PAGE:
Where can we look for the magic at Lytham St Annes this time around? The Lancashire venue will forever be most famously associated with two of the late Seve Ballesteros’s three Open triumphs, and moments do not get more magical than when the swashbuckling Spaniard was in his prime.
His first Lytham victory in 1979 was one of the most incredible Open performances of all time. The best-remembered shot was his second from the temporary car park at the 16th in the final round (he found the green and inevitably made birdie), but he was all over the place so often over the four days, prompting main rival, Hale Irwin, to wave a white handkerchief in surrender walking up the 18th.
His 1988 win was more conventional, but no less entertaining, as he went head to head with Nick Price on the final day (a Monday, after the Saturday had been washed out) and closed out a superb round with a quite wonderful chip to a few inches at the 72nd hole. Olé.
We seemed destined for another magical moment in 2001 – the last time the Open was held at Lytham – when Ian Woosnam went out for the last round tied with David Duval, and birdied the first hole. Woosnam was rolling back the years, a decade after his Masters triumph, but there was no magic, just heartbreak and fury as the Welshman was penalised two shots for having 15 clubs in his bag.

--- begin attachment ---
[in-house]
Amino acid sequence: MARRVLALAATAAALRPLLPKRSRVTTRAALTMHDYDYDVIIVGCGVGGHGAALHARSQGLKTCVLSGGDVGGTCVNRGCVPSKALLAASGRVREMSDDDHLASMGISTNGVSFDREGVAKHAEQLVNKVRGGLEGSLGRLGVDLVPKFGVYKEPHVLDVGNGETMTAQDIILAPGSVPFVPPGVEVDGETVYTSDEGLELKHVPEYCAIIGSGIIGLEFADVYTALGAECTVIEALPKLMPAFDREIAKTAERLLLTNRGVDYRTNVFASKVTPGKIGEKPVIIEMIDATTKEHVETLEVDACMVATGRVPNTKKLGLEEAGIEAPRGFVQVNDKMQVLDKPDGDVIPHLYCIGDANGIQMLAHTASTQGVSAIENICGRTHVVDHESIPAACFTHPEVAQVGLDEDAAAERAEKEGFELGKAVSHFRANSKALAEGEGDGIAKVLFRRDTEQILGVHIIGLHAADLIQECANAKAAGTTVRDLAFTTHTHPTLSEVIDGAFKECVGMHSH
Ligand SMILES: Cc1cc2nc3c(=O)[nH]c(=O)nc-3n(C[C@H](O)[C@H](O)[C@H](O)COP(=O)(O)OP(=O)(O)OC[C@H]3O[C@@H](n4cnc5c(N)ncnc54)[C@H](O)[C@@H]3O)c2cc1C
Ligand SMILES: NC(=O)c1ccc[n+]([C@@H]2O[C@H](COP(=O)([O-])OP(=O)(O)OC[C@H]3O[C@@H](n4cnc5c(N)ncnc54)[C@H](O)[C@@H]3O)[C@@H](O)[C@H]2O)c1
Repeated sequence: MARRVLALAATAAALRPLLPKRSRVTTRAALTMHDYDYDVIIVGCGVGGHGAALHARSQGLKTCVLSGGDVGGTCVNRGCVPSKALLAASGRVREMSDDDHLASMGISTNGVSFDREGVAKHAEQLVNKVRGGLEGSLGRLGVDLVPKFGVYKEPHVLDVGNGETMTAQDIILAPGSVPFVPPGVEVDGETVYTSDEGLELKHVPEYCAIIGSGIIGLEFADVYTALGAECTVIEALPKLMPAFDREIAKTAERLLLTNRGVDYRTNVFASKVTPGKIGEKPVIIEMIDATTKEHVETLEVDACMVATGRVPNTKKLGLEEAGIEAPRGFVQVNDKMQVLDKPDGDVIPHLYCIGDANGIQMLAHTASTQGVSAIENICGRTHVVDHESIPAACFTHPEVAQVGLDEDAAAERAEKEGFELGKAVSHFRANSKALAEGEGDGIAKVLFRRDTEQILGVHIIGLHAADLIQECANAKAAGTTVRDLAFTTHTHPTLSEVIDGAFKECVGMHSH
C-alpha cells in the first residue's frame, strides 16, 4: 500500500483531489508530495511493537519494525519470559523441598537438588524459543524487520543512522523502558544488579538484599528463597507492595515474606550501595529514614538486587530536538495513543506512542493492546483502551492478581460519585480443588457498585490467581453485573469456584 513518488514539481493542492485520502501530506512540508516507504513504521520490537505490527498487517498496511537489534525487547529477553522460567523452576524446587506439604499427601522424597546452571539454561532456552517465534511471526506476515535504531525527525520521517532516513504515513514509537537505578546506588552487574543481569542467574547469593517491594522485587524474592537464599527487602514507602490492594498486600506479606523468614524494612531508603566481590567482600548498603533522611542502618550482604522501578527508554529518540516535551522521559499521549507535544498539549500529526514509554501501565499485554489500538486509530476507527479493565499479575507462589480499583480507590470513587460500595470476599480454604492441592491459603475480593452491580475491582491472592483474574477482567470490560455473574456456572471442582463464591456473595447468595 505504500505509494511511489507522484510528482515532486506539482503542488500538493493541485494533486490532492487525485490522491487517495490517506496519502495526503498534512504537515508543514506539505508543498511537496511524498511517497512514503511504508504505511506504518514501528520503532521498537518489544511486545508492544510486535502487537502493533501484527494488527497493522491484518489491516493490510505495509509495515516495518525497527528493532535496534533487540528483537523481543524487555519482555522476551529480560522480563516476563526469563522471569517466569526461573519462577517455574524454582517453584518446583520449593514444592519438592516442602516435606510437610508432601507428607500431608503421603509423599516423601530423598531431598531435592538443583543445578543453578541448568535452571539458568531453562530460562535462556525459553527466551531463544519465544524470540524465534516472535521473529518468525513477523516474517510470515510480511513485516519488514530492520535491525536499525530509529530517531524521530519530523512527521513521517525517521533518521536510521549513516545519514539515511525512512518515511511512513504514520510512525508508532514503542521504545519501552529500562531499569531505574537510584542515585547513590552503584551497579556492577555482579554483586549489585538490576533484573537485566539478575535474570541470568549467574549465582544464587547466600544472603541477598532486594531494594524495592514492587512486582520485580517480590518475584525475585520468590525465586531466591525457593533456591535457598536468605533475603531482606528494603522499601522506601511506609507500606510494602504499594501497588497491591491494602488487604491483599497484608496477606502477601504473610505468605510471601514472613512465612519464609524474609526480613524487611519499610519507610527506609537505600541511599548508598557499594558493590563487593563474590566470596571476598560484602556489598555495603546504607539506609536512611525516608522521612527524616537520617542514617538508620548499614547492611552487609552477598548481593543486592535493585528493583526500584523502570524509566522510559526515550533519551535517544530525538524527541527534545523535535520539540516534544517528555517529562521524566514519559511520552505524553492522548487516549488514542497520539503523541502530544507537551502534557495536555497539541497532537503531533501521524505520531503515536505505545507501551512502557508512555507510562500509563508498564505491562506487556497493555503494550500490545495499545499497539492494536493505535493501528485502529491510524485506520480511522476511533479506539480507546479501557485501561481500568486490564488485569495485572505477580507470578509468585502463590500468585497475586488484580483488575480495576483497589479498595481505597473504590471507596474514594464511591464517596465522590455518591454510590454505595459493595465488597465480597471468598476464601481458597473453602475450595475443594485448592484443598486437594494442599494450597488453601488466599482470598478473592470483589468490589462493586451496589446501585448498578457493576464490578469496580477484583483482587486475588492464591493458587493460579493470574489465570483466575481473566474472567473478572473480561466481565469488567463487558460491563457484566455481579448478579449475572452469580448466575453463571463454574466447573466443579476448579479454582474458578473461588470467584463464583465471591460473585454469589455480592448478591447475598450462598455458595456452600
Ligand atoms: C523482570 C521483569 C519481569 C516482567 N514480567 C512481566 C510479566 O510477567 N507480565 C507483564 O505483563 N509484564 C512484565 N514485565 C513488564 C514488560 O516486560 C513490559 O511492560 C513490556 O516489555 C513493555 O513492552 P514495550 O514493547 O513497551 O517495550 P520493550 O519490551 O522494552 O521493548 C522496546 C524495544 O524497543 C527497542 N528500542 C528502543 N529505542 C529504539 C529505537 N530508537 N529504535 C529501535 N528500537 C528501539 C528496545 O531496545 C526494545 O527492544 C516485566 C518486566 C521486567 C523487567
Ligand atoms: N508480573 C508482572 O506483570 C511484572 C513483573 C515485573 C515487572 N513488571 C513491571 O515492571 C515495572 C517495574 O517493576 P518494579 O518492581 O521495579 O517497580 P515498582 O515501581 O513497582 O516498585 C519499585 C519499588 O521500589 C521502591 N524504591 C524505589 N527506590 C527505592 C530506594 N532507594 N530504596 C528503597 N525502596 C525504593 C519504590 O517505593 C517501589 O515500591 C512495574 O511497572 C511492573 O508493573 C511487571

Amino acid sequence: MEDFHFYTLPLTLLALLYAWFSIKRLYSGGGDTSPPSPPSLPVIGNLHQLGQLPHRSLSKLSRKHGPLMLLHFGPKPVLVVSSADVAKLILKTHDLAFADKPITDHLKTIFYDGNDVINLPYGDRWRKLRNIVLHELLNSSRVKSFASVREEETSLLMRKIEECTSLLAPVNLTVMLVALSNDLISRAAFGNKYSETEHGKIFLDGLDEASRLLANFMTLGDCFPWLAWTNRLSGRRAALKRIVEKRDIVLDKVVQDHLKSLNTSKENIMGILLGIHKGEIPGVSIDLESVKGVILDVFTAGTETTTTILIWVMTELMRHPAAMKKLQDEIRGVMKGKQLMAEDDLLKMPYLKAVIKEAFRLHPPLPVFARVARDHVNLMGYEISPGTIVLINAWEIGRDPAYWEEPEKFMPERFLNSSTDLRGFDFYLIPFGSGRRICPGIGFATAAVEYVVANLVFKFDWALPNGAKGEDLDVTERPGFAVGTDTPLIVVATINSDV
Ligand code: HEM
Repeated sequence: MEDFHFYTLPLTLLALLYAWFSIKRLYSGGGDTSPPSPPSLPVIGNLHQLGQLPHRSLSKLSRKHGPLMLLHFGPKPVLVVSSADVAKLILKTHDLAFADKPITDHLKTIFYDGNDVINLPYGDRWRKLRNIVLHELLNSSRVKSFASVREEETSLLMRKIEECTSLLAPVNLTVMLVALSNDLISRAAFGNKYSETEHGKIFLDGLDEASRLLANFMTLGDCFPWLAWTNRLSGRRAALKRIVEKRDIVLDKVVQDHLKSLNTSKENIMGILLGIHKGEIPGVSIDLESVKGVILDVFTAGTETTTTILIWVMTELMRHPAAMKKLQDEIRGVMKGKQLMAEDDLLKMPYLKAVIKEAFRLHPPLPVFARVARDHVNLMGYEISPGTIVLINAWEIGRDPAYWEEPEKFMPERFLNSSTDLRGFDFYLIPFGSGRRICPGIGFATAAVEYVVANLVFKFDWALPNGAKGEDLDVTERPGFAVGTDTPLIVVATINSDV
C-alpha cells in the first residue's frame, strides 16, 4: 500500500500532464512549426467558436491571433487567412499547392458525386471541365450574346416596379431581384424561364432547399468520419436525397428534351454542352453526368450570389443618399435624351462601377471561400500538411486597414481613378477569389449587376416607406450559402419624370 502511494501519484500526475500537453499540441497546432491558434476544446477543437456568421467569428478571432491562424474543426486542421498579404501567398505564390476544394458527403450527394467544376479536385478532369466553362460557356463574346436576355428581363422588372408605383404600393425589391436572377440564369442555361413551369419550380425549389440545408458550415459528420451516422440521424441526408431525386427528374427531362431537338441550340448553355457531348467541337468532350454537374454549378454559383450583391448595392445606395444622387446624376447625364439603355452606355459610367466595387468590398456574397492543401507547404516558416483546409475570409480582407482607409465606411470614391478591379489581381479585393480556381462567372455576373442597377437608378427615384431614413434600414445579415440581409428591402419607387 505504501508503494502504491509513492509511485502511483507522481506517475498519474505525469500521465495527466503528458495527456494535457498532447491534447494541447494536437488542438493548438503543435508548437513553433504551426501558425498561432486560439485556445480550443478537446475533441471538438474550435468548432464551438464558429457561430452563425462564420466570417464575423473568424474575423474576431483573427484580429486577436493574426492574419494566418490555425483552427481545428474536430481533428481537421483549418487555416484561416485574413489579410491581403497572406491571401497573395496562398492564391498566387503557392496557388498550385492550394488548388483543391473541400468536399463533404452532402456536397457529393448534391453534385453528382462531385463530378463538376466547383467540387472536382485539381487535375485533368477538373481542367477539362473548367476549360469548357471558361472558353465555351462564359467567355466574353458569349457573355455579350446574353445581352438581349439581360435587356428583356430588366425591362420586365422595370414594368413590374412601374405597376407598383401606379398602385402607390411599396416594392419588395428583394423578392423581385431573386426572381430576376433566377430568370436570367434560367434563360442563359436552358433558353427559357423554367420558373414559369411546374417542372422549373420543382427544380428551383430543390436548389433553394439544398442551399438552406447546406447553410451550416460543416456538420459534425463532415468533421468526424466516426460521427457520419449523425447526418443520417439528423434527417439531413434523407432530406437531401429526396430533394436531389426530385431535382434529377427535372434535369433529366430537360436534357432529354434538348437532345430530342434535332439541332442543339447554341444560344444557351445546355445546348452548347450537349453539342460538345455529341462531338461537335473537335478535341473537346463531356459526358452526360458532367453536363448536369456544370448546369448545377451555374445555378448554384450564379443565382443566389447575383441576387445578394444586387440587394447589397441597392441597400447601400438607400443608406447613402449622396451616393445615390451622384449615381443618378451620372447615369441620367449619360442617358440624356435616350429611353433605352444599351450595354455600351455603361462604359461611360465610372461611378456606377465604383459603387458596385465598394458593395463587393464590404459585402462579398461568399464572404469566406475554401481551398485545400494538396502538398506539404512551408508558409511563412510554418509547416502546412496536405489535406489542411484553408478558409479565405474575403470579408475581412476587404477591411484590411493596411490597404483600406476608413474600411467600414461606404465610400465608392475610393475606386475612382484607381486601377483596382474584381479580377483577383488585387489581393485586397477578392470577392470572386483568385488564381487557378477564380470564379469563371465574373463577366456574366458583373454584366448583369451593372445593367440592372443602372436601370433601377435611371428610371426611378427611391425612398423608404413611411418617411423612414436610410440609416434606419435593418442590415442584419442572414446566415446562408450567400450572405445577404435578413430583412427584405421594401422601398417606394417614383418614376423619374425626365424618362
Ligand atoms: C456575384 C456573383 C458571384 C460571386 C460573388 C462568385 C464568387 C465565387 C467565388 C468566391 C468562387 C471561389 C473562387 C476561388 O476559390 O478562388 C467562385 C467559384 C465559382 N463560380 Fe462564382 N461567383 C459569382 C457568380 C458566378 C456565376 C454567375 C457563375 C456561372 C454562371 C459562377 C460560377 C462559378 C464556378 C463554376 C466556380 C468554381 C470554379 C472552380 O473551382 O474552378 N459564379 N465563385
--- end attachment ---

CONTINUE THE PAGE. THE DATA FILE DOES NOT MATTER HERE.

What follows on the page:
That was it for Woosnam – he never really recovered from the blow – but it was still a pleasure to see Duval land the tournament and, with an elegant and modest victory speech, show the world what a nice guy was behind those sunglasses.
Maybe McIlroy, or Woods, or somebody else, will conjure up some more Lytham magic, but there will never be another Seve. Check out the Bet365 videos for other great sporting stories.
The Ray Winstone Bet365 advert suggests that Woods and McIlroy will almost certainly rank highly at the Open Championship, next month.